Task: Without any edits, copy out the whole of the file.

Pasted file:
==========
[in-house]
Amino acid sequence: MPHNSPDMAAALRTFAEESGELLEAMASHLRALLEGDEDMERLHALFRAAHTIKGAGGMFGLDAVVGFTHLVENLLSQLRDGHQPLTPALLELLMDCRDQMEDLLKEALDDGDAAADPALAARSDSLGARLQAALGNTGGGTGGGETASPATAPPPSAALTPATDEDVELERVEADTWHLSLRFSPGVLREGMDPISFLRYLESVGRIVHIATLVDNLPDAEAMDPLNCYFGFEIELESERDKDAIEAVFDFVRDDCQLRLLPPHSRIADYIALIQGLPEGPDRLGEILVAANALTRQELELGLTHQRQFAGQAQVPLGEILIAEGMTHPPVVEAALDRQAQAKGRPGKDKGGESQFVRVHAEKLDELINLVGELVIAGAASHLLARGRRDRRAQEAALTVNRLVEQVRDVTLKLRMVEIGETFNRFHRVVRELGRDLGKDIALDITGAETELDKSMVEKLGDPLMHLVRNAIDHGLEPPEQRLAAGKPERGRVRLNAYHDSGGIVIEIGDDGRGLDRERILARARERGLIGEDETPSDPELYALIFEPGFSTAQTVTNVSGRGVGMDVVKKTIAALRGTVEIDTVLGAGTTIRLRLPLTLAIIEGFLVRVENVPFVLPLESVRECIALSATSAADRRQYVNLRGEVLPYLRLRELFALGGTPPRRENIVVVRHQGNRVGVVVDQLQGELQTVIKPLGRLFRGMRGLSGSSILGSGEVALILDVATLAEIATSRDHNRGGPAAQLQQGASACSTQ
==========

[in-house]
Amino acid sequence: MPHNSPDMAAALRTFAEESGELLEAMASHLRALLEGDEDMERLHALFRAAHTIKGAGGMFGLDAVVGFTHLVENLLSQLRDGHQPLTPALLELLMDCRDQMEDLLKEALDDGDAAADPALAARSDSLGARLQAALGNTGGGTGGGETASPATAPPPSAALTPATDEDVELERVEADTWHLSLRFSPGVLREGMDPISFLRYLESVGRIVHIATLVDNLPDAEAMDPLNCYFGFEIELESERDKDAIEAVFDFVRDDCQLRLLPPHSRIADYIALIQGLPEGPDRLGEILVAANALTRQELELGLTHQRQFAGQAQVPLGEILIAEGMTHPPVVEAALDRQAQAKGRPGKDKGGESQFVRVHAEKLDELINLVGELVIAGAASHLLARGRRDRRAQEAALTVNRLVEQVRDVTLKLRMVEIGETFNRFHRVVRELGRDLGKDIALDITGAETELDKSMVEKLGDPLMHLVRNAIDHGLEPPEQRLAAGKPERGRVRLNAYHDSGGIVIEIGDDGRGLDRERILARARERGLIGEDETPSDPELYALIFEPGFSTAQTVTNVSGRGVGMDVVKKTIAALRGTVEIDTVLGAGTTIRLRLPLTLAIIEGFLVRVENVPFVLPLESVRECIALSATSAADRRQYVNLRGEVLPYLRLRELFALGGTPPRRENIVVVRHQGNRVGVVVDQLQGELQTVIKPLGRLFRGMRGLSGSSILGSGEVALILDVATLAEIATSRDHNRGGPAAQLQQGASACSTQ